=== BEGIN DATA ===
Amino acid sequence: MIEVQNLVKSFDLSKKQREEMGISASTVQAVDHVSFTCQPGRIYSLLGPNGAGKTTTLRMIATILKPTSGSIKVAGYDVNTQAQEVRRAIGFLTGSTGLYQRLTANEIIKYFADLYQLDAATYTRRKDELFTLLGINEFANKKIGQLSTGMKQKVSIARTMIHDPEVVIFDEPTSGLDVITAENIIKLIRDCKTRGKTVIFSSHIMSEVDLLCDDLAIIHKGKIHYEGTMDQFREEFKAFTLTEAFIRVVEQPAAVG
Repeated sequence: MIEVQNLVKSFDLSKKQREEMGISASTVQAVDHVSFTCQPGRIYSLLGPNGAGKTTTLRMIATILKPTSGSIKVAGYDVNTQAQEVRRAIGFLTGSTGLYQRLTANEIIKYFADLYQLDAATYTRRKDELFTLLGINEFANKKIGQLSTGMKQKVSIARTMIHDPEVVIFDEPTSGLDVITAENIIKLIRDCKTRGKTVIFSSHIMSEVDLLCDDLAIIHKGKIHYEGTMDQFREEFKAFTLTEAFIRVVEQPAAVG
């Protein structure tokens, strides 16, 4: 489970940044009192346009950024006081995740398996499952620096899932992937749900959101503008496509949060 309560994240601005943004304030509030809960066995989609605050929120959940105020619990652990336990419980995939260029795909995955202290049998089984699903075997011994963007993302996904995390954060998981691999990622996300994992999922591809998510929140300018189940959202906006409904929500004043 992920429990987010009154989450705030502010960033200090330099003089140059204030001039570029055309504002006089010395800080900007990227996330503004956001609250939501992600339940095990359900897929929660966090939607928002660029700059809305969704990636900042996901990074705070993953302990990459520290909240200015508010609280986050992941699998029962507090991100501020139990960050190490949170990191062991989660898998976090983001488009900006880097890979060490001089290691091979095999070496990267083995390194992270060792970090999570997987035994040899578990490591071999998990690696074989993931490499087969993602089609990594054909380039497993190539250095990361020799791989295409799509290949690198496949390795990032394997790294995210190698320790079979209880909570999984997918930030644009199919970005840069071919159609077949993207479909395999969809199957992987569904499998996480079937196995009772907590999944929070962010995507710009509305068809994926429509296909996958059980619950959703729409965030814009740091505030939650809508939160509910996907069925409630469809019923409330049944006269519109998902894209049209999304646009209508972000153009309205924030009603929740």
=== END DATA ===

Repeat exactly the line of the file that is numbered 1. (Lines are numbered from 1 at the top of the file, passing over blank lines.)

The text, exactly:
Amino acid sequence: MIEVQNLVKSFDLSKKQREEMGISASTVQAVDHVSFTCQPGRIYSLLGPNGAGKTTTLRMIATILKPTSGSIKVAGYDVNTQAQEVRRAIGFLTGSTGLYQRLTANEIIKYFADLYQLDAATYTRRKDELFTLLGINEFANKKIGQLSTGMKQKVSIARTMIHDPEVVIFDEPTSGLDVITAENIIKLIRDCKTRGKTVIFSSHIMSEVDLLCDDLAIIHKGKIHYEGTMDQFREEFKAFTLTEAFIRVVEQPAAVG